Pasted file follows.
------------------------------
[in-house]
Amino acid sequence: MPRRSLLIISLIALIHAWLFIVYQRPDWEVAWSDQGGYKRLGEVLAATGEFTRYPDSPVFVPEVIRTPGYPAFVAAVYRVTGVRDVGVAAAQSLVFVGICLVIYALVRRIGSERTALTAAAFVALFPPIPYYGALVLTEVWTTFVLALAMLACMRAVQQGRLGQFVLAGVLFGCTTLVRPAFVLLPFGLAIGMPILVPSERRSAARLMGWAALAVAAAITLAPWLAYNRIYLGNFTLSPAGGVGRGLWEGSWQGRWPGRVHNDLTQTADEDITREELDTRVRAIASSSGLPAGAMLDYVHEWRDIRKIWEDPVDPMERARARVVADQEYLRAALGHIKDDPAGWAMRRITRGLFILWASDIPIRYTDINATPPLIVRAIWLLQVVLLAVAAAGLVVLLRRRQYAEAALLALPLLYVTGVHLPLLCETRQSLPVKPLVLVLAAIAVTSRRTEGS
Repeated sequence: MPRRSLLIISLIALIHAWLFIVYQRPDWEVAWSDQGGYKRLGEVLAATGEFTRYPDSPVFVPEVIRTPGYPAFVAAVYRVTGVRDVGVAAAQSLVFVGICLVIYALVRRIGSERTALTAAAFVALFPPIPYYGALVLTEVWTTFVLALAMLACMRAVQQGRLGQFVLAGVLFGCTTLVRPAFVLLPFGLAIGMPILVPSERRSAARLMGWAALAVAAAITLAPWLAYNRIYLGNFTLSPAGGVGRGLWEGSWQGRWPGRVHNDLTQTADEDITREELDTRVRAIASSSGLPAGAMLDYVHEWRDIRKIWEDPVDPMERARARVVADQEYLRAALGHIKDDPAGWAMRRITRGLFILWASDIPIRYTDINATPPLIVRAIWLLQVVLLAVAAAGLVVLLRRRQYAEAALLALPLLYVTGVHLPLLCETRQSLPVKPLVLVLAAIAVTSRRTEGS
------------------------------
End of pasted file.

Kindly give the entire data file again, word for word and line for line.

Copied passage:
[in-house]
Amino acid sequence: MPRRSLLIISLIALIHAWLFIVYQRPDWEVAWSDQGGYKRLGEVLAATGEFTRYPDSPVFVPEVIRTPGYPAFVAAVYRVTGVRDVGVAAAQSLVFVGICLVIYALVRRIGSERTALTAAAFVALFPPIPYYGALVLTEVWTTFVLALAMLACMRAVQQGRLGQFVLAGVLFGCTTLVRPAFVLLPFGLAIGMPILVPSERRSAARLMGWAALAVAAAITLAPWLAYNRIYLGNFTLSPAGGVGRGLWEGSWQGRWPGRVHNDLTQTADEDITREELDTRVRAIASSSGLPAGAMLDYVHEWRDIRKIWEDPVDPMERARARVVADQEYLRAALGHIKDDPAGWAMRRITRGLFILWASDIPIRYTDINATPPLIVRAIWLLQVVLLAVAAAGLVVLLRRRQYAEAALLALPLLYVTGVHLPLLCETRQSLPVKPLVLVLAAIAVTSRRTEGS
Repeated sequence: MPRRSLLIISLIALIHAWLFIVYQRPDWEVAWSDQGGYKRLGEVLAATGEFTRYPDSPVFVPEVIRTPGYPAFVAAVYRVTGVRDVGVAAAQSLVFVGICLVIYALVRRIGSERTALTAAAFVALFPPIPYYGALVLTEVWTTFVLALAMLACMRAVQQGRLGQFVLAGVLFGCTTLVRPAFVLLPFGLAIGMPILVPSERRSAARLMGWAALAVAAAITLAPWLAYNRIYLGNFTLSPAGGVGRGLWEGSWQGRWPGRVHNDLTQTADEDITREELDTRVRAIASSSGLPAGAMLDYVHEWRDIRKIWEDPVDPMERARARVVADQEYLRAALGHIKDDPAGWAMRRITRGLFILWASDIPIRYTDINATPPLIVRAIWLLQVVLLAVAAAGLVVLLRRRQYAEAALLALPLLYVTGVHLPLLCETRQSLPVKPLVLVLAAIAVTSRRTEGS